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Gerald A. (“Jerry”) Lawson papers

 Collection — Multiple Containers
Identifier: 113.5713
The Gerald A. (“Jerry”) Lawson papers contain materials from 1967 through 1994, with the bulk of the papers dated between 1976 and 1985. Items in this collection include correspondence, business records, design documents, court records, published game console/cartridge instructions, creative writing, news articles, a copy of a patent for a hand-held game controller, and an oversized schematic drawing. Additional scope and content information can be found under the “Contents List” section of this finding aid.

The Gerald A. (“Jerry”) Lawson papers are arranged into three series. The collection is housed in two archival document boxes and one oversized flat folder.


  • 1967 - 1994
  • Majority of material found within 1976 - 1985


Conditions Governing Use

This collection is open for research use by staff of The Strong and by users of its library and archives. Though the donor has not transferred intellectual property rights (including, but not limited to any copyright, trademark, and associated rights therein) to The Strong, he has given permission for The Strong to make copies in all media for museum, educational, and research purposes.


1 Linear Feet (2 boxes, 1 oversized folder)


The Gerald A. (“Jerry”) Lawson papers are a compilation of design documents, correspondence, business records, court records, and other papers relating to Lawson’s career in the video game industry. The bulk of the materials are dated between 1976 and 1985.

Biographical Note

Gerald A. (“Jerry”) Lawson was an African-American engineer and video game pioneer, best known for developing the first video game console system featuring interchangeable cartridges: the Fairchild Channel F.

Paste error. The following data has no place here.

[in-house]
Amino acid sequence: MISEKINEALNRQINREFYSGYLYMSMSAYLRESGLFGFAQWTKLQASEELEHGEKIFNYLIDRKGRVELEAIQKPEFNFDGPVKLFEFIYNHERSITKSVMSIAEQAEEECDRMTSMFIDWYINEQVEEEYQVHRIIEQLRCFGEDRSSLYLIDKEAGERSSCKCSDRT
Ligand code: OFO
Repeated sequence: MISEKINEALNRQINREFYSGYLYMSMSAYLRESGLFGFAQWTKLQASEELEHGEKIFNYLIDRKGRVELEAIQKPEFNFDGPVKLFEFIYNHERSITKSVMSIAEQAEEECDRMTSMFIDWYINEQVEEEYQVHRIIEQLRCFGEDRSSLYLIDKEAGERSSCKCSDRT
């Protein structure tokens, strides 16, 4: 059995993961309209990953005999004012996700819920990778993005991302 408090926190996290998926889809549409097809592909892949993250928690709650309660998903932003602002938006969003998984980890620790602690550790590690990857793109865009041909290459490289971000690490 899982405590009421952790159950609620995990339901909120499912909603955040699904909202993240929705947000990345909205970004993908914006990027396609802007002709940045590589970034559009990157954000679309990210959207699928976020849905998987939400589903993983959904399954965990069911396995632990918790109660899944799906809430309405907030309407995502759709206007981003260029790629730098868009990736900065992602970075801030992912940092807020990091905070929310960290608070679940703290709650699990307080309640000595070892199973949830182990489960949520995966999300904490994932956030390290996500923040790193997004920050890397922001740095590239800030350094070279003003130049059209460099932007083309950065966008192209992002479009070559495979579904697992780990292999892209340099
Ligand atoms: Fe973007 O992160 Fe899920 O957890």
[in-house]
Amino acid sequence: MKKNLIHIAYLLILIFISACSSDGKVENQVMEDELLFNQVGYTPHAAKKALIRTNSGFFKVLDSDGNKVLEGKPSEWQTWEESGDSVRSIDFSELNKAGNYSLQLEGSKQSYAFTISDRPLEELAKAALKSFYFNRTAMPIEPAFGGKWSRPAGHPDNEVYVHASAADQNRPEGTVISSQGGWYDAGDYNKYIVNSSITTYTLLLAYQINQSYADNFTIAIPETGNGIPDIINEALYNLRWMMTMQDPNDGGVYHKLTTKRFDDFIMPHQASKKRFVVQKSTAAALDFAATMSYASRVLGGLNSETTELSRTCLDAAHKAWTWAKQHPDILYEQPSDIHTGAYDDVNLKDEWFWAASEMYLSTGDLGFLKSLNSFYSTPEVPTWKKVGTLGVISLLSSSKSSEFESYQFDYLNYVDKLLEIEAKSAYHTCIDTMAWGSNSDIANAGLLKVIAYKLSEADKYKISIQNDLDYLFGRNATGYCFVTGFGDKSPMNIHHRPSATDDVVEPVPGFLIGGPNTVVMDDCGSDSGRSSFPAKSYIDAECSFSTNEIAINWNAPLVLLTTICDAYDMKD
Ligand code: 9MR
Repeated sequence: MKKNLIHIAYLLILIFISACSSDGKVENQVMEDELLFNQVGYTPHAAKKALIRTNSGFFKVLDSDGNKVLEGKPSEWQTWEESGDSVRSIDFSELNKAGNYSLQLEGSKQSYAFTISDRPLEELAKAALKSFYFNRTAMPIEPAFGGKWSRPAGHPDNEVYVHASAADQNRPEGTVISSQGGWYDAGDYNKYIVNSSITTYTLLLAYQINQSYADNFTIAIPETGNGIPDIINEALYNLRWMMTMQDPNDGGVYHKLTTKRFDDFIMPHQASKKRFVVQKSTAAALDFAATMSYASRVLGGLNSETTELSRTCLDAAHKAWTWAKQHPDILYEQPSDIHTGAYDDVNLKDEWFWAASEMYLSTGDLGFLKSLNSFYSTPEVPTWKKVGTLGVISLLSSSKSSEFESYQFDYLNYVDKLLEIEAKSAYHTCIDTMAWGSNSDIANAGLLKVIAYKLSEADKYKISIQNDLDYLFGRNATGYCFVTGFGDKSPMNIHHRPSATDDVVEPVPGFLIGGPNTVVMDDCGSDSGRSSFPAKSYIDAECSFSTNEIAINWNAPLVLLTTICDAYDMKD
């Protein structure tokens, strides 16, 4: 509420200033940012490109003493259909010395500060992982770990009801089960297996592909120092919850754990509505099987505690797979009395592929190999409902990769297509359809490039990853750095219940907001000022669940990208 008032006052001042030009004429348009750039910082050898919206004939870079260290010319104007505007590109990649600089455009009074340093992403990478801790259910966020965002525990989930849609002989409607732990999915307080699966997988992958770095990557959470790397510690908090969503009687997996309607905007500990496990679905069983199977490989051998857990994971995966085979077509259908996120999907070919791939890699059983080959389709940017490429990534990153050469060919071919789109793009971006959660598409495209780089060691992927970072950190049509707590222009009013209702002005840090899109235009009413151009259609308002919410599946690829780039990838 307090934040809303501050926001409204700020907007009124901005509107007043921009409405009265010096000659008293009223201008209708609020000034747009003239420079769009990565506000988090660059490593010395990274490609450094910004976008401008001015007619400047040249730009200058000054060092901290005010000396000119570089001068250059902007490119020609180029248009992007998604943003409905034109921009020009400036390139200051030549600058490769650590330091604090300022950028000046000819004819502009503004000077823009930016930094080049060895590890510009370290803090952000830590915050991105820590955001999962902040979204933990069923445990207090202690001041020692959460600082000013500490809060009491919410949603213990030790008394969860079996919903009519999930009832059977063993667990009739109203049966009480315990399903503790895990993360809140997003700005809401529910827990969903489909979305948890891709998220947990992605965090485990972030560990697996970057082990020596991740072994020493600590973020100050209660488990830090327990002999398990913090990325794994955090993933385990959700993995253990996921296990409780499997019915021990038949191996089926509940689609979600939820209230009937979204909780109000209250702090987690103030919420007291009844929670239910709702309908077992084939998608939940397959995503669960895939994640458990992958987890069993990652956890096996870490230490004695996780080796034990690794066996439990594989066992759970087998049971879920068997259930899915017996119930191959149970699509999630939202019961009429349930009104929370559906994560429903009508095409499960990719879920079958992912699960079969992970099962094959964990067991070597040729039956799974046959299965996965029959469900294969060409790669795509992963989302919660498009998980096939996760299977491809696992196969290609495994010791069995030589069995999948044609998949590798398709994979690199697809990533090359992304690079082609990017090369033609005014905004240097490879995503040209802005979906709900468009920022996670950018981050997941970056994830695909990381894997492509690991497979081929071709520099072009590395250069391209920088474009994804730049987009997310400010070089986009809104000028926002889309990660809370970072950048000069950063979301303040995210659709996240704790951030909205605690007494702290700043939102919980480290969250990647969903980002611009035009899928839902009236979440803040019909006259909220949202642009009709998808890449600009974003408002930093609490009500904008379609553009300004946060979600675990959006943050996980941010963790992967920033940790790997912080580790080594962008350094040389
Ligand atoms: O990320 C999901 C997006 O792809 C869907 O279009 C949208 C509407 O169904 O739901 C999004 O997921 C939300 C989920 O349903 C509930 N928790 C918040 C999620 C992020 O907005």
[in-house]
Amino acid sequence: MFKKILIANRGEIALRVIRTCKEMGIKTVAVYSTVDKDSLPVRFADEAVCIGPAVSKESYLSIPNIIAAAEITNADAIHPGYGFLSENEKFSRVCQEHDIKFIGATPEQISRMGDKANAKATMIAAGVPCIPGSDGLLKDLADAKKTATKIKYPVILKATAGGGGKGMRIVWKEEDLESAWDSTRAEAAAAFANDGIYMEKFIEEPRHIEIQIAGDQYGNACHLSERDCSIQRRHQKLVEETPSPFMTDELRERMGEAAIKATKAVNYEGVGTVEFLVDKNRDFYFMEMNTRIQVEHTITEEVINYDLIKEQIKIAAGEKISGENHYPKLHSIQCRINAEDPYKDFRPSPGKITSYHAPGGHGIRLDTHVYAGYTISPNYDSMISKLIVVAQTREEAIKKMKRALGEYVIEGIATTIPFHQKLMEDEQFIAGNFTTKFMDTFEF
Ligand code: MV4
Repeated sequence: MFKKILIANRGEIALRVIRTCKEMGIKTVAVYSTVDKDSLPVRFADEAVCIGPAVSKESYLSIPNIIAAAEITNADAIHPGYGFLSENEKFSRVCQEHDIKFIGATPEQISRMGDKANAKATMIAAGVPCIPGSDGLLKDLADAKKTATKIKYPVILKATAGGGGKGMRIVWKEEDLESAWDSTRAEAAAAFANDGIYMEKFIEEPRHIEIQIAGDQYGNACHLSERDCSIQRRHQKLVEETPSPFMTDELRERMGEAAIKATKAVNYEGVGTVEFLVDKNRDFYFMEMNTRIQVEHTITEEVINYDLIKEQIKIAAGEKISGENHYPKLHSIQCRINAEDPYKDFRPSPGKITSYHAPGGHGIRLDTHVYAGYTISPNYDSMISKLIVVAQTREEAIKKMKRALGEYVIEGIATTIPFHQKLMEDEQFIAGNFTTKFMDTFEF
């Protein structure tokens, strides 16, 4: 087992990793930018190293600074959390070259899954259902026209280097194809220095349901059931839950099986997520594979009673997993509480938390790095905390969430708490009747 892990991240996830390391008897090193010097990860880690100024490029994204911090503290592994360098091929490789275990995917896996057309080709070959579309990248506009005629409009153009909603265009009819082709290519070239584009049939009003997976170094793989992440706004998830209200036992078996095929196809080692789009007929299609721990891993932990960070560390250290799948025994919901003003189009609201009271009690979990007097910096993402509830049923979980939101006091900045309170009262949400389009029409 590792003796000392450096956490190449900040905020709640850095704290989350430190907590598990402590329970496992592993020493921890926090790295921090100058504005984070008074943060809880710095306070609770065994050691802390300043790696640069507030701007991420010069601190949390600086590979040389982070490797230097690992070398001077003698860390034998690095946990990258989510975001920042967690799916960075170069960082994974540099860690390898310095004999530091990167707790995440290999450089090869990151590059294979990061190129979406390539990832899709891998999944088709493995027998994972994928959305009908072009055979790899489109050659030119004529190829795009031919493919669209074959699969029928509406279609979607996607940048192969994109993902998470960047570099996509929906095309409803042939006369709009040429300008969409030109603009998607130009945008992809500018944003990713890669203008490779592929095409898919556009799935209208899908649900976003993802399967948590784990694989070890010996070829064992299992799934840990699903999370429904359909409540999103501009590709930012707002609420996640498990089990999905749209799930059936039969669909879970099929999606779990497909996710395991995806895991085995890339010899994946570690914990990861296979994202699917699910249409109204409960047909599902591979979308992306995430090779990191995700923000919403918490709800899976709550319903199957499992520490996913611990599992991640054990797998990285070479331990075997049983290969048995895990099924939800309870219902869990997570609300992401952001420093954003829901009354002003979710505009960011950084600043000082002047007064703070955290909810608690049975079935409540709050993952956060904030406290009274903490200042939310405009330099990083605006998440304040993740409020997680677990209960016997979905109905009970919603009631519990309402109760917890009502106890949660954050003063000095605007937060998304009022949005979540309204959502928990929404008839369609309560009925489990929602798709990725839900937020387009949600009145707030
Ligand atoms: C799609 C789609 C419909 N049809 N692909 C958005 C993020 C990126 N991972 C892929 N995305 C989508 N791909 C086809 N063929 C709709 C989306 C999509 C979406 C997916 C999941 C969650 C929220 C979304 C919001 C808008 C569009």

Lawson was born in Brooklyn, New York, in 1940. He grew up in Queens, pursuing a variety of scientific interests. As a teenager during the 1950s, Lawson repaired televisions and radios while maintaining an amateur radio station out of his home. He attended Queens College and the City College of New York before starting his career at ITT’s Federal Electric division. Lawson’s interest in computers intensified as he accepted positions at Grumman Aircraft, PRD Electronics, and Kaiser. In 1970, Lawson started working for Fairchild, which produced semi-conductors, microprocessors, and other transistor and circuitry equipment. The management at Fairchild asked Lawson to create a video game console prototype for the company after discovering that he constructed his own coin-operated game called Demolition Derby.

He utilized the Fairchild F8 processor in the base console and developed a mechanism which allowed for the insertion of separate memory devices (or game cartridges) without destroying the console’s semiconductors. Lawson built what eventually came to the retail market in 1976 as the Fairchild Channel F (originally called the Fairchild Video Entertainment System), the first home video game system to use separate programmable cartridges for each game.

Lawson founded Video Soft, Inc. in 1980, with Stephen Yueng and Daniel McElroy. They worked as consultants and created game cartridges for the Atari 2600 and other game systems. He later acted as a mentor to students at Stanford University. In March 2011, the International Game Developers Association honored Lawson for his innovative work in engineering and video gaming. He passed away in April 2011, in Mountain View, California.

System of Arrangement

Series I: Personal papers, 1967-1994

Series II: Fairchild, 1972-1993

Series III: Video Soft, Inc. and consulting, 1982-1987

Custodial History

The Gerald A. (“Jerry”) Lawson papers were donated to The Strong in October 2013 as a gift from Marc Anderson Lawson, son of Jerry Lawson. The documents were accessioned by The Strong under Object ID 113.5713.


Finding Aid to the Gerald A. ("Jerry") Lawson Papers
Julia Novakovic
12 December 2013
Description rules

Repository Details

Part of the Brian Sutton-Smith Library and Archives of Play at The Strong Repository

The Strong
One Manhattan Square
Rochester NY 14607 USA
585.423.1886 (Fax)